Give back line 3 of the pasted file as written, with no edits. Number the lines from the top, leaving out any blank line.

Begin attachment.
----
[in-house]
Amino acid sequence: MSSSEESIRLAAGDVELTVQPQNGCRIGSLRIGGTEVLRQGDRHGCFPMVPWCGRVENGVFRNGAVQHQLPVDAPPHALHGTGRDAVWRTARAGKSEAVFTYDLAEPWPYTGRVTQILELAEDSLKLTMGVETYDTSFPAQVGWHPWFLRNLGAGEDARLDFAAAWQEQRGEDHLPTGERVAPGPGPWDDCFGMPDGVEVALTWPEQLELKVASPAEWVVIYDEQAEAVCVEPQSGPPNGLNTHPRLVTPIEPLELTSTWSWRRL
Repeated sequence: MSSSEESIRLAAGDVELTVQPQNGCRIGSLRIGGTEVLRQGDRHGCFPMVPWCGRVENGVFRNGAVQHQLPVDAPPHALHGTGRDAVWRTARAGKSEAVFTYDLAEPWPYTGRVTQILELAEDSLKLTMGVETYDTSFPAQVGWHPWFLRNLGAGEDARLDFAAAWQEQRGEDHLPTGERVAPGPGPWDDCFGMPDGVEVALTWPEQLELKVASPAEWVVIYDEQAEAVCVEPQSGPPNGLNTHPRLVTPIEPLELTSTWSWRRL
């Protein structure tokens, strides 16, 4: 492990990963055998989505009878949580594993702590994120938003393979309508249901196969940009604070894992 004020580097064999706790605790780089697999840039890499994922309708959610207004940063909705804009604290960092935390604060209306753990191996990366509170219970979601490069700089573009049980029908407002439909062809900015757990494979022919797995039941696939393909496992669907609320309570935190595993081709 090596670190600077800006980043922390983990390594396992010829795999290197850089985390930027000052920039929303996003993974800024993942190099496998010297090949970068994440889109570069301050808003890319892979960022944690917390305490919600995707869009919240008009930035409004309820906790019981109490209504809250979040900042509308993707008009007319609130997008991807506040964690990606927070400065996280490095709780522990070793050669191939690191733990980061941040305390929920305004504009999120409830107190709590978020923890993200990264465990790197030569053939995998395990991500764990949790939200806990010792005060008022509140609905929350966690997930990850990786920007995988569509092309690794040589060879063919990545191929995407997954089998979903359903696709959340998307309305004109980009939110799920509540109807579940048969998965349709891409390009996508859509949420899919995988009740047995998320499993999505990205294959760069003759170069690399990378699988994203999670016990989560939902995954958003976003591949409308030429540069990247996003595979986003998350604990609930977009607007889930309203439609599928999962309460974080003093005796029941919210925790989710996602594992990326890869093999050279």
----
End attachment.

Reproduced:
Repeated sequence: MSSSEESIRLAAGDVELTVQPQNGCRIGSLRIGGTEVLRQGDRHGCFPMVPWCGRVENGVFRNGAVQHQLPVDAPPHALHGTGRDAVWRTARAGKSEAVFTYDLAEPWPYTGRVTQILELAEDSLKLTMGVETYDTSFPAQVGWHPWFLRNLGAGEDARLDFAAAWQEQRGEDHLPTGERVAPGPGPWDDCFGMPDGVEVALTWPEQLELKVASPAEWVVIYDEQAEAVCVEPQSGPPNGLNTHPRLVTPIEPLELTSTWSWRRL